BLAST Pro Series Madrid 2019 was a shocking tournament: from Giants’ demolition of NiP to the fall of Astralis’ 31-game Nuke unbeaten streak it was a tournament filled with surprises. The finals saw the lovable underdogs ENCE dismantle Astralis in two maps, the first time the Danes lost a best-of-three in only two maps since IEM Chicago 2018. With the dust settling, who and what are the winners and losers of BLAST Pro Series Madrid 2019?
We all expected an Astralis stomping, but Madrid was the tournament of the underdogs.
IEM Katowice revenge is complete for ENCE! They defied expectation once more, going 4-1 in the round-robin group stage before demolishing Astralis in the final. They started the tournament by decimating NaVi before NiP pegged them back and then on the second day rattled off three consecutive wins to put them in the final. What was most impressive was their capability to takedown Astralis on Dust2, Nuke and Train, a range of maps that the Danes normally never drop on LAN. ENCE’s victory here is phenomenal and puts them as tournament favourites with Liquid going into cs_summit4.
MVP: Jani “Aerial” Jussila was a level above his normal self. He showed up in top form, playing an influential role in ENCE’s road to glory with strong site holds and massive entry plays.
The Rest of the Top-Five
Teams like Liquid, FaZe, and NaVi will be licking their lips after Madrid because of the vulnerability Astralis showed. The Danes weakened their grip on their illustrious era with a poor showing, losing out on three different maps in the tournament. For teams like FaZe and Liquid, whose stronger maps include Dust2, and NaVi who favour Train, BLAST Pro Series Madrid was a drop of blood in the water. They will mark the event as the start of a turning point at the top of Counter-Strike, where another team could finally challenge Astralis.
Most to Gain: Liquid will gain the most from Astralis’ failure this weekend because of the match with their map pool. They retain a 2-1 Dust2 record against Astralis with their current lineup, and with the Danes losing on it this weekend, they can make it their home pick versus Astralis.
Despite finishing fourth, NaVi’s position came after a loss in a meaningless game and to the two finalists Astralis and ENCE. Against such superior competition, the CIS squad stood little hope, and in the game against NiP, they were in second gear as they could not make the final. The main reason they should be satisfied with their performance at BLAST Pro Series Madrid is Ioann “Edward” Sukhariev’s massive improvement.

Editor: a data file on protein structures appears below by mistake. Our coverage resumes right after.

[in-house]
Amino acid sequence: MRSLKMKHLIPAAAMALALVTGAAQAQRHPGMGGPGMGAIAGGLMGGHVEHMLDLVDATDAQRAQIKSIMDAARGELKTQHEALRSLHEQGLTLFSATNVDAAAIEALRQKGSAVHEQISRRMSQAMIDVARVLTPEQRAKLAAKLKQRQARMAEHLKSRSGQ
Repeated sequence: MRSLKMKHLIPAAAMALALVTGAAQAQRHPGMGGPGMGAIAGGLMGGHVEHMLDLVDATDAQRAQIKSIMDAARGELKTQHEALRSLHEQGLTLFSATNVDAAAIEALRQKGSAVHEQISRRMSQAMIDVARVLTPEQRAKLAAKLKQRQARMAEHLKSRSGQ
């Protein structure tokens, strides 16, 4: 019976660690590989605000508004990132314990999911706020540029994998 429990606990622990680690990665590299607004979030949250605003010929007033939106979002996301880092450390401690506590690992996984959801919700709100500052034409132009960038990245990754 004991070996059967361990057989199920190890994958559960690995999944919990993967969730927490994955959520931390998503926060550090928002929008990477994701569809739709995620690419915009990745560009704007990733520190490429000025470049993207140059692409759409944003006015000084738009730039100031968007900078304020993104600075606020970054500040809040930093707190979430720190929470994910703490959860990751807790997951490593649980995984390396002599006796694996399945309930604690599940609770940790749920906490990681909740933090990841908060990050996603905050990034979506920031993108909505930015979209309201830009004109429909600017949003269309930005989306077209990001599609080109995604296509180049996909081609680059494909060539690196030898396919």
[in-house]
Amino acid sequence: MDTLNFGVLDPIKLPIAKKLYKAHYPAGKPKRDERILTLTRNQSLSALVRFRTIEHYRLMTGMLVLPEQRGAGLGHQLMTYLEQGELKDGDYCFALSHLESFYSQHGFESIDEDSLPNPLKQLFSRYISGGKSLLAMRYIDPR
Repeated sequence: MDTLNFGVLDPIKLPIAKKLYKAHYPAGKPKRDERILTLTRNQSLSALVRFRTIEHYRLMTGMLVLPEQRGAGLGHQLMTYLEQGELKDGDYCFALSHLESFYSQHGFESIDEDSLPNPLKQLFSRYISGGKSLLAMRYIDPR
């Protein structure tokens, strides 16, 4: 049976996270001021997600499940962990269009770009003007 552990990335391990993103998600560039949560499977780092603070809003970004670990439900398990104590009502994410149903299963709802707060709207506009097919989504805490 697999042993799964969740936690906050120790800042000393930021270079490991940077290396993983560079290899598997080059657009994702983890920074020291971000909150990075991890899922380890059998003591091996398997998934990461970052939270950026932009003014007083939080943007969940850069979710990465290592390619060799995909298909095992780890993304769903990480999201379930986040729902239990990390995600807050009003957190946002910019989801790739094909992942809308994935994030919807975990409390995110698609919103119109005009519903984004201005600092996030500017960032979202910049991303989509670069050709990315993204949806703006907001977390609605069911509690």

He stepped up in key moments and were it not for other teams outclassing NaVi generally, Edward and his team could have done serious damage in Madrid. Na'Vi will return home with heads held high, as with Edward’s form improving they have a stronger base to build on for upcoming tournaments.
MVP: It would be wrong to give any NaVi player besides Aleksandr “s1mple” Kostyliev their MVP award, based on his continued overall godlike performances.
Whilst some expected names are in this section of the article, Astralis’ defeat in the final places them as losers for once.
Astralis’ main concern with BLAST Pro Series Madrid will be the fashion in which they fell. The Danes made the final off the back of a 4-1 group stage record, falling to ENCE on Dust2, but the Finns’ decimation of their Nuke record en route to a 2-0 victory in the grand final is even more worrisome. It means that in the past month Astralis’ Inferno record has fallen to BIG, Nuke record to ENCE, they have lost Overpass to MIBR and Liquid, lost Dust2 to FaZe and ENCE, and given Train to the Finns as well. This is unheard of for Astralis, previously well-known for dominating teams and shutting them out of the server. It shows cracks in the system for the lineup who need to bounce back to consolidate their grip on their year-long era.
LVP: Entry fragger Peter “dupreeh” Rasmussen was absent in the grand final and other key moments for Astralis.
The woes continue for Cloud9, spiralling after a 1-4 performance at BLAST Pro Series Madrid. The diamond in the rough was Tim “autimatic” Ta as usual, but the rest of the team lacked any real drive to give team's serious games. They conceded 14 rounds to the Portuguese rookies Giants, and while hitting top digits against other teams they never looked like they had a chance of winning. Cloud9 is in turmoil, with Will “RUSH” Wierzba continuing to under-perform whilst trialist Daniel “vice” Kim is failing to adapt to high-level Counter-Strike.
LVP: RUSH is a shadow of his former self, and must surely face the exit door unless he rapidly turns his play around.
NiP finished third, but do not let that fool you; They were poor in Madrid, and continue to meander along. Giants humbled them 16-4 on Nuke, one of their historically strongest maps, and one of their victories came against NaVi in a meaningless game for their opposition because of the format. Their other victory was resounding, a remarkable 16-5 against ENCE on Nuke, where NiP took full advantage of starting on the CT-side. Regardless, NiP has hit their ceiling and need to rejuvenate their roster to have any hope of actual success.
LVP: Jonas “Lekr0” Olofsson, the fragging in-game leader, did not prop up NiP when they needed him to.